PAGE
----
“Don’t go,” he says. He’s moved from the light and he’s now so close that I can see his long, black lashes moving up and down when he blinks. “Let’s just talk some more.”
“I don’t think we should be talking to you at all.”
“Mother says we shouldn’t talk to strangers,” I tell him.
“I’m not a stranger anymore, am I? You know my name and I know yours.”
I shake my head.
“We’ve never seen another person before,” admits Elodie. “We shouldn’t talk to anyone else.”
He bursts out laughing and looks down at Elodie who frowns at him. “Are you being serious?”
She nods. “It’s just us and our Mamma.”
He sighs and sits down on a fallen tree trunk, looking confused. He also looks like he has thousands of questions and doesn’t know what to do with them. “How old are you?”
“I’m sixteen,” I say, “and Elodie is six.”
“When were you sixteen?”
“A while ago. I’m nearly seventeen.”
He shakes his head. “When are you seventeen? What day is your birthday?”
“May the fifth.”
“May?” he repeats. “The fifth of May.”
“When is your birthday, Kaiden-the-bird-shooter?” Elodie asks, stepping out from behind me.
He looks up at her and frowns. “Christmas Day.”
Elodie seems to forget that he’s upset her and smiles at him. “That’s cool.”
He shrugs. “I don’t get double the presents though.”
“We don’t get presents at all,” she says.
He looks up and blinks. “That’s too bad.”
I shrug. We’ve never had presents at Christmas. Mamma always says that Father Christmas can’t find our little house out here and we don’t need presents anyway because we have the Earth. Both Elodie and I would have still liked to wake up on Christmas morning to a room full of presents like we’ve read about over the years. Elodie even has a picture pinned to her wall near her bed that she ripped from a picture book when she was three years old, showing what a room looks like on Christmas morning.
“Haven’t you ever been anywhere else other than these woods then?”
“Sure,” I say, “we’ve been to the Lake after the rains, and we go up the mountains almost every single day.”
He shakes his head. “I don’t mean that.”
Oh. Why doesn’t he just say what he really means then?
“I mean, haven’t you ever been to the city?”
I shake my head. “We’ve never been in the truck. Mamma always goes to the city.”
“What does she do in the city?”
Elodie steps forward and sits on the ground opposite him, crossing her legs. I stay where I am. “She gets supplies.”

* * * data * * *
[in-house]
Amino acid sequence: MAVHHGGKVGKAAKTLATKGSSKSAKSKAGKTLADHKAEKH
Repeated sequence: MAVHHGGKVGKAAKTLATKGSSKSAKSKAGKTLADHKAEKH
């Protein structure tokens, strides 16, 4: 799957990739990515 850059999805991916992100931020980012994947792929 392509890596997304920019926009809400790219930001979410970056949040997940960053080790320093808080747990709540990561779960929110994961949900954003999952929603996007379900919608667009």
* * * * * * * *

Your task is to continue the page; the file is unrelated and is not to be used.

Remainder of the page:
“What sort of supplies?”
“Water, food, and sometimes books, newspapers and clothes.” I shrug. “Those sorts of things really.”
I’m about to ask him more. I want to know where in the woods he lives but we hear another ear-splitting bang. Elodie jumps.
“Home,” I order.
Neither of us says anything more to the boy. We just turn and run home and this time we don’t stop, not even when Kaiden shouts for us to wait. We run until our legs and lungs feel like they’re gonna give up on us, and don’t stop until we get back to the house.
About an hour later, I crawl up the steps and collapse onto the top of the veranda. I can’t decide what part of me is aching the most. My legs feel as if they’re disconnected from my hips and my lungs feel as if they exploded out of my chest a long time ago. I turn over and lie on my back until I feel like I can breathe properly again. Elodie joins me, but instead of panting like me, she starts to laugh.
I frown at her. “What’s so funny?”
“Today. It’s been fun.”
Fun? I don’t for one second think Mamma will agree when we tell her we were talking to a stranger in our woods that had a gun. Mamma will be furious.
She sits up and shields her eyes with her hand. “Do you think he followed us?”
“No,” I say, sitting up and leaning back against the wooden post that supports the roof above us. “He couldn’t run as fast as us and he won’t know our part of the woods like we do.”
“That’s a shame,” she says. “He could have been our friend if he didn’t hurt animals. That upset me.”
“I don’t think he’d make a very good friend.”
She turns to me and grins. “I think I liked him. Did you?”
I shake my head. “He had tattoos and a gun, and he didn’t speak to us right. He was probably very bad.”
Elodie turns to me and rolls her eyes with a playful grin on her face. “He didn’t shoot us though, did he?”
I shrug. “I guess not.”